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Consumption Junction: How Much Should We Spend?

J. Mijin Cha

While there is a battle in Congress as to whether we should put more money in the pockets of the 99 percent or the 1 percent, there is a common unifying assumption: giving people money to spend is what generates economic activity. The problem is that if increased spending is the only thing that gets the economy going, what does that mean for our planet? Do we really have to choose between economic growth and environmental sustainability?

Increased consumer spending is widely seen as an indicator of an improving economy. The economy in the third quarter of this year was seen to have the fastest pace of growth because people saved less money and spent more on goods and services. Intuitively, it makes sense that people are doing better financially if they are going out and spending money, instead of saving it in case of future financial insecurity.

But, as we discussed previously, buying things causes more resources to be used and we are already bumping up against our planetary limit. Currently, there are 1.9 hectares of biologically productive land per person available to provide resources and absorb waste. The average person already uses 2.3 hectares and the average American uses 9.7 hectares. Plus, over 60 percent of U.S. credit card holders carry a balance, resulting in substantial additional fees and indicating that people are purchasing more than they can afford. So all this spending is not just bad for the planet, but also for personal finances.

This brings us to the same crossroads: do we choose economic growth or environmental sustainability? In fact, as we’ve pointed out before, we can have both. For starters, we need to expand our economic metrics so we have more sophisticated economic measures than spending equals growth, particularly if spending is causing economic hardship on the personal level. Adopting new metrics would take us a huge step towards environmental sustainability, as consumption would stop being the sole indicator of economic well being.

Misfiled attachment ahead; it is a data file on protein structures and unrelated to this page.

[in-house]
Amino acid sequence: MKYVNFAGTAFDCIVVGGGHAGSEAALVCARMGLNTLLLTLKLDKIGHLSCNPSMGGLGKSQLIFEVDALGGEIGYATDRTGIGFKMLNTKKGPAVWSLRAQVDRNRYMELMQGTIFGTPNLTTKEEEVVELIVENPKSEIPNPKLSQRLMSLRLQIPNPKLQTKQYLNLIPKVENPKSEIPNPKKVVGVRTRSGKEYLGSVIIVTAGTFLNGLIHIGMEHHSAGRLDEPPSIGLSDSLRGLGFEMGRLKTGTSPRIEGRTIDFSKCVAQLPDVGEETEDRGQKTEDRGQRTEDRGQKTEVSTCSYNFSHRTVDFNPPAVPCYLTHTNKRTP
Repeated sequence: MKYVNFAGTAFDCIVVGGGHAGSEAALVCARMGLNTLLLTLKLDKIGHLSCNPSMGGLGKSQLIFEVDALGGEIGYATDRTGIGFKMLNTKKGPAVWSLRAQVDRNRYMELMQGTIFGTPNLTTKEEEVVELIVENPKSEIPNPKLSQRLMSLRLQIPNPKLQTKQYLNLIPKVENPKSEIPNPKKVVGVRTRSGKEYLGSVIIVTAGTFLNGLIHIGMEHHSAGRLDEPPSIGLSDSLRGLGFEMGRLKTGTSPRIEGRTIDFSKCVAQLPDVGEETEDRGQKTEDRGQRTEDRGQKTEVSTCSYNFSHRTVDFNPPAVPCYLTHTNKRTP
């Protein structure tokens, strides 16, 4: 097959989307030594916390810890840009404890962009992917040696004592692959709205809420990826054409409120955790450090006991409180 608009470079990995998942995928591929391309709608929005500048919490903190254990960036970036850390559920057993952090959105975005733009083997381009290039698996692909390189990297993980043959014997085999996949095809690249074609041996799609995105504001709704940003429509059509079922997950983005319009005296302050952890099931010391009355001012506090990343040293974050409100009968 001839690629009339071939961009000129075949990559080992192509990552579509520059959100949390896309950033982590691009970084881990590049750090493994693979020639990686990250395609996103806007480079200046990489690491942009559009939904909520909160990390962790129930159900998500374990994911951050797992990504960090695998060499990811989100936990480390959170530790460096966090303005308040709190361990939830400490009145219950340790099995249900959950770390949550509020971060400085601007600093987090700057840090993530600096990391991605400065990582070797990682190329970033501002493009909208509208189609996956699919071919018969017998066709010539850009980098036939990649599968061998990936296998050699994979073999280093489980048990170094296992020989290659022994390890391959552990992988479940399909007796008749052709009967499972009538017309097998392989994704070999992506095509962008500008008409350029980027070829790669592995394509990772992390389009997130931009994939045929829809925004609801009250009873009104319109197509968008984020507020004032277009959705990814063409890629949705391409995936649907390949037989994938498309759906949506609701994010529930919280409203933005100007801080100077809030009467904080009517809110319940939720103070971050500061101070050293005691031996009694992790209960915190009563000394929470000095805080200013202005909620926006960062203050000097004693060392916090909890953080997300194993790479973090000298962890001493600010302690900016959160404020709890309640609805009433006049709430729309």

We also need to curb our consumption. If the U.S. could consume energy at a rate equal to European nations, for example, we would be a net energy exporter, thereby generating significant economic activity while using less energy. In this case, and many others, our over-consumption is actually hurting our economic well-being.

Additionally, we need to be more responsible about how we consume. Buying products made in a sustainable fashion, or imported through fair trade, can make a positive difference. Recycling or donating the stuff we don't need any more -- especially toxic electronic gadgets -- is important, too.

Finally, what ails our economy is not lack of spending but severe economic inequality. Inequality is a significant drag on our economic growth, as shown by Maryland’s Genuine Progress Indicator. Focusing on reducing inequality would do more for our economy than increasing consumer spending.

Ultimately, we do need to break our addiction to consumption and spending--  for our planet and for our pocketbooks.